Dating During a Pandemic
With nobody wanting to put dating on hold in 2020, they continued to swipe even when sheltering in place. Since April 2020, plenty has been written about dating during the pandemic regarding how to meet virtually and safely, how to have “the COVID talk”, when to get tested before and/or after seeing someone, and taking into consideration how many other people this person you’re interested in is meeting up with.
In times before COVID there was an unspoken sensitive two week period when meeting and talking to someone online. Typically, after matching, if talking doesn’t kick off within the first 1-2 days, the excitement of that new person can dwindle. If you don’t continue to have contact in the first week or it is a very spotty conversation, it can kill the newly forming vibe. If somewhere during week 1 or 2, you don’t make plans to or don’t actually meet up, that momentum struggles to maintain. There is an excitement when you first match with someone you’re generally interested in, but if one party doesn’t join in nurturing that momentum then it can hit a wall very quickly. COVID-19 entering the picture didn’t erase this fragile period, it just made meeting virtually (and often sooner) an option. It also added a new element of ‘is this person worth risking my health to meet’ once the warmer months arrived.
Now assume you’ve made it past this phase and you’re actually connecting well with someone and are moving to the next step of becoming official. It seems as if the relationship part of dating should be easier, but COVID has thrown a wrench in the game plan. You have someone to do things with, but there’s nothing to do. You are letting someone else into your bubble, but who comes along with that person?
You may know what your partner is doing, but what are their roommates doing? If they work in an office or with the public, how socially distanced is it? What about all of the fun things you typically do at the beginning of the relationship - meeting each other’s friends, grabbing drinks at a bar, going to shows or movies, getting out of town for the weekend, meeting each other’s families, or just going out for dinner somewhere nice. None of that can happen. As soon as it’s gotten cold, things have basically defaulted to dinner and a movie at home. Maybe add a walk in the morning, start a TV series, and do some yoga together, but that’s what your fresh new relationship starts out looking like.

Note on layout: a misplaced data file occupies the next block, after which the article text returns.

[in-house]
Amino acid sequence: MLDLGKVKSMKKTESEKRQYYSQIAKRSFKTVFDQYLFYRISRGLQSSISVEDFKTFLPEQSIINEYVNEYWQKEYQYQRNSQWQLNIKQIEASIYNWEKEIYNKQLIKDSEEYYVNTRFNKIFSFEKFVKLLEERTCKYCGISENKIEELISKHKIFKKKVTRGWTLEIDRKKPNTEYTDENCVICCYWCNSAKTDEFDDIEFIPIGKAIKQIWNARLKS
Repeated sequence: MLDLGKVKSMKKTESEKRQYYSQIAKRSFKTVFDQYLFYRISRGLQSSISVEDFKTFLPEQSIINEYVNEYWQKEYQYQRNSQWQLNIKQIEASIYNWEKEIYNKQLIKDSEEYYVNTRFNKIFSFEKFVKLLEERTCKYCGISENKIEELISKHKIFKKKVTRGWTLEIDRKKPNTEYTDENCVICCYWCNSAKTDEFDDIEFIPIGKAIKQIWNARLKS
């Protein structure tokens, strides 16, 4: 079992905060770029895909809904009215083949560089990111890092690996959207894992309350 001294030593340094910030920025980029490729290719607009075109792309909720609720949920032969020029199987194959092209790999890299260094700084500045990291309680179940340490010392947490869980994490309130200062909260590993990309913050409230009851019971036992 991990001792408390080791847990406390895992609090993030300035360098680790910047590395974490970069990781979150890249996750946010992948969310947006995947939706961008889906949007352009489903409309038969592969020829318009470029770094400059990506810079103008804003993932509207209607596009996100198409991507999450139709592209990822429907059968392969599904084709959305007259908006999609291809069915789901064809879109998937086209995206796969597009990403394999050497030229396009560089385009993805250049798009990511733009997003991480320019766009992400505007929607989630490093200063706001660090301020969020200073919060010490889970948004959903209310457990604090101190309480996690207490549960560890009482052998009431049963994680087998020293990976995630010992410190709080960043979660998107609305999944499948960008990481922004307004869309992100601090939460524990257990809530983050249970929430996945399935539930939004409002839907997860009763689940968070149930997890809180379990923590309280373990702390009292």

Right out the gate we have to talk about and own our own habits around COVID, decide what we are comfortable with doing, and if this relationship has enough potential to start taking new risks. While some experiences have had to be placed on hold, there are a number of other ways that the relationship is made to move faster in quarantine since you have limited your in-person interactions. It can be nice to have someone who is then available every weekend to spend time with you and a lot more of that time is spent talking and connecting. You’re going to be experiencing some serious real life topics from the get go.
There is a different level of trust that is developed very rapidly. Everyone’s definition of “being safe” is different and if your new partner is seeing friends or family, you have to trust them that they believe whomever they’re seeing are also being safe. We very quickly have to put a lot of faith in our partner’s actions and intentions.
Never in the past would one think:
“Should I see my family because what if they haven’t been careful and I then see my partner and end up killing their family?”
“Will meeting the parents go great until you unknowingly become the one that got them so sick they were hospitalized?”
In the times before COVID, to see a partner excessively and exclusively without seeing your friends regularly, could be quite unhealthy and hurt relationships. The pandemic is a rare time where it is socially acceptable and somewhat encouraged to have this lifestyle; moreso if this is your only in-person contact throughout the week. It is important to maintain your friendships when experiencing the honeymoon period regardless of COVID. Still having those independent boundaries and days away from a new partner, connecting with others or not, is good for self care and balance.
The silver lining to a new quarantine relationship is the fresh wave of experiences you’re going to be able to have together once the world begins to open up again. Traveling, finally meeting friends and family, actually being able to go out for dinner at a restaurant; all of these things get to be new and exciting again in a post-pandemic world.
Dating is never easy, with or without a global pandemic, but the new cultural norms that have emerged from 2020 may actually aid in matching with people who are more intentional about finding a partner. You learn quickly if they are on the same level with safety and seriousness about the match and since losing the ability to freely date, people may be less inclined to procrastinate on an experience that could be taken away.